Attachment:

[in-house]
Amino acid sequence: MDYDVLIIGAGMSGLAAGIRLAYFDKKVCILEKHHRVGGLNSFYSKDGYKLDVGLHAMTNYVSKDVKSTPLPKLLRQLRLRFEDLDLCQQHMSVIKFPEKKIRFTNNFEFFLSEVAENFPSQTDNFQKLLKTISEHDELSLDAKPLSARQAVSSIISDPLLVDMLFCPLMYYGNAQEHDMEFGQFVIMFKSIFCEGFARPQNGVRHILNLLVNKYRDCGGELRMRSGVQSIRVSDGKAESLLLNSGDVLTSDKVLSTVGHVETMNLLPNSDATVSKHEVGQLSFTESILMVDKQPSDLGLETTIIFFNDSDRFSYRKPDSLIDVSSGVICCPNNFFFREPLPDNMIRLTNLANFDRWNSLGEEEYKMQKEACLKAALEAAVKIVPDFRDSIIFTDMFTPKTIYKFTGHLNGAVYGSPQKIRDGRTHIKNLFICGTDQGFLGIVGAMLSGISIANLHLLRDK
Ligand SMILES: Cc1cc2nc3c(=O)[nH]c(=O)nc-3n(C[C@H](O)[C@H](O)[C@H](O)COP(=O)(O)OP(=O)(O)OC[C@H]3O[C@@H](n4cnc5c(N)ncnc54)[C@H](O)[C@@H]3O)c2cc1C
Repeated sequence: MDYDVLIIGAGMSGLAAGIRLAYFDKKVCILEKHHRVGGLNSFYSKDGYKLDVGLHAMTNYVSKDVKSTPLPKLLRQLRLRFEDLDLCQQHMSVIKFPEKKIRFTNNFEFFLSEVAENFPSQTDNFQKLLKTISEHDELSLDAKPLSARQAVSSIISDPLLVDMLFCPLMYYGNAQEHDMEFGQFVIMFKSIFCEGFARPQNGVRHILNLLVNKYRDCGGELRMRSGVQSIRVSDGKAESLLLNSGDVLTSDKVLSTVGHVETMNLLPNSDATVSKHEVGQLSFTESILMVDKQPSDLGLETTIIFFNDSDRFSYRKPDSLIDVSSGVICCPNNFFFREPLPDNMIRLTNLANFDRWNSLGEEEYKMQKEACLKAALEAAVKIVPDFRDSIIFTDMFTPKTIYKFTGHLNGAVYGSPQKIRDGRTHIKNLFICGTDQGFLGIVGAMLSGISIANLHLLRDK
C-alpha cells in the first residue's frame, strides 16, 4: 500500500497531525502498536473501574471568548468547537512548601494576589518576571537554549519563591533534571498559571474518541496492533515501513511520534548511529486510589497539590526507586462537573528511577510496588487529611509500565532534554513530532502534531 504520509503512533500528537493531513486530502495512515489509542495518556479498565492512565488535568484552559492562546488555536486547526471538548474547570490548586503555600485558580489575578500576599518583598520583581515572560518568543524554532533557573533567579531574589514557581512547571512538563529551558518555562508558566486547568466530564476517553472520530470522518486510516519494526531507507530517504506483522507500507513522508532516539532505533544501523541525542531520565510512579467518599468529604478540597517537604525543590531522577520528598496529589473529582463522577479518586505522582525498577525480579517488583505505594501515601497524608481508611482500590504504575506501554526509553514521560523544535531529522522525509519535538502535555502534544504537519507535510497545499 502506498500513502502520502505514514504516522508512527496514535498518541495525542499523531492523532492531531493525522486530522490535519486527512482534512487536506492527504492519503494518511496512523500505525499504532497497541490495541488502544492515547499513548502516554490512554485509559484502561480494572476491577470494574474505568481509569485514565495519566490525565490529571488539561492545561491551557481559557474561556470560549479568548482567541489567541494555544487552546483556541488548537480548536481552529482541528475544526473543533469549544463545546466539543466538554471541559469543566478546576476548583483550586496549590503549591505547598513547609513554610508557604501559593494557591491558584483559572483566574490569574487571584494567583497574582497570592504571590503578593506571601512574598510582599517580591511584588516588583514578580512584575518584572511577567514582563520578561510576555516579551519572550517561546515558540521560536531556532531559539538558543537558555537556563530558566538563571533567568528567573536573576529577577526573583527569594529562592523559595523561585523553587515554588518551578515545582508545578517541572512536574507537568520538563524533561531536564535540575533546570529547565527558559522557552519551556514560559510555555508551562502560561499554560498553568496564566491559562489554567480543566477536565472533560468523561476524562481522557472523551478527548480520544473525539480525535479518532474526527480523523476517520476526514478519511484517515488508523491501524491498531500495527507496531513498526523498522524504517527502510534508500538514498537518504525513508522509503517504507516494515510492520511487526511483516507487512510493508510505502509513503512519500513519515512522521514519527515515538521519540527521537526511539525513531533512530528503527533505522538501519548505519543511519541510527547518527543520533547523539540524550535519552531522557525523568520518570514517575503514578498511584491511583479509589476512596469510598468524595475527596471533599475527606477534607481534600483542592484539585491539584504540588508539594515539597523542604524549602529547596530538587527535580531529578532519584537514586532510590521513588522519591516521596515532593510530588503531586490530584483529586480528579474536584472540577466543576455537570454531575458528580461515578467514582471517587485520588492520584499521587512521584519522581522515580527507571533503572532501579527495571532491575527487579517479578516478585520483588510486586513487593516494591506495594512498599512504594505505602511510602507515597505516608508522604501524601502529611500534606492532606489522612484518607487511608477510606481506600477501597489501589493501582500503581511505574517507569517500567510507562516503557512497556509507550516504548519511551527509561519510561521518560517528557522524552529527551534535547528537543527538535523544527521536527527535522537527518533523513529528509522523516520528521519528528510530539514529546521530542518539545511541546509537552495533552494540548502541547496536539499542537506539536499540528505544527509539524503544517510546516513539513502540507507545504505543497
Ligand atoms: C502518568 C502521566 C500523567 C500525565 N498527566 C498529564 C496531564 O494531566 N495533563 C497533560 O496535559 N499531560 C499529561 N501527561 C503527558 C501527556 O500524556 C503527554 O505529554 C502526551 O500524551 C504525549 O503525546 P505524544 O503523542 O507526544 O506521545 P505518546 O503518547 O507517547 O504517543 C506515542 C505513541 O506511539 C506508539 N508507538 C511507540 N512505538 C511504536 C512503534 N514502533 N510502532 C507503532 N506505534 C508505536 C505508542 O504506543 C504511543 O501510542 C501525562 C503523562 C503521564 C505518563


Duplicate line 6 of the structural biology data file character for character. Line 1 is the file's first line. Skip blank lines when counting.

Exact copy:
Ligand atoms: C502518568 C502521566 C500523567 C500525565 N498527566 C498529564 C496531564 O494531566 N495533563 C497533560 O496535559 N499531560 C499529561 N501527561 C503527558 C501527556 O500524556 C503527554 O505529554 C502526551 O500524551 C504525549 O503525546 P505524544 O503523542 O507526544 O506521545 P505518546 O503518547 O507517547 O504517543 C506515542 C505513541 O506511539 C506508539 N508507538 C511507540 N512505538 C511504536 C512503534 N514502533 N510502532 C507503532 N506505534 C508505536 C505508542 O504506543 C504511543 O501510542 C501525562 C503523562 C503521564 C505518563